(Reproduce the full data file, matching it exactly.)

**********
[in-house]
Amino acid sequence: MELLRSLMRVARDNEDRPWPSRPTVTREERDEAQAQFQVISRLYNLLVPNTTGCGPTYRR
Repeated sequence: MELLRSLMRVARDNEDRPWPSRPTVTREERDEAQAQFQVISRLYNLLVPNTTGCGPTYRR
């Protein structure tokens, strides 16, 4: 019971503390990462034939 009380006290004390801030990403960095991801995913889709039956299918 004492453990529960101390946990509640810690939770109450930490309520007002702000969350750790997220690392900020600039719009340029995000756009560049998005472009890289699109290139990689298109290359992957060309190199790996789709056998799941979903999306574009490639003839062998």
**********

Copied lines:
[in-house]
Amino acid sequence: MELLRSLMRVARDNEDRPWPSRPTVTREERDEAQAQFQVISRLYNLLVPNTTGCGPTYRR
Repeated sequence: MELLRSLMRVARDNEDRPWPSRPTVTREERDEAQAQFQVISRLYNLLVPNTTGCGPTYRR
């Protein structure tokens, strides 16, 4: 019971503390990462034939 009380006290004390801030990403960095991801995913889709039956299918 004492453990529960101390946990509640810690939770109450930490309520007002702000969350750790997220690392900020600039719009340029995000756009560049998005472009890289699109290139990689298109290359992957060309190199790996789709056998799941979903999306574009490639003839062998």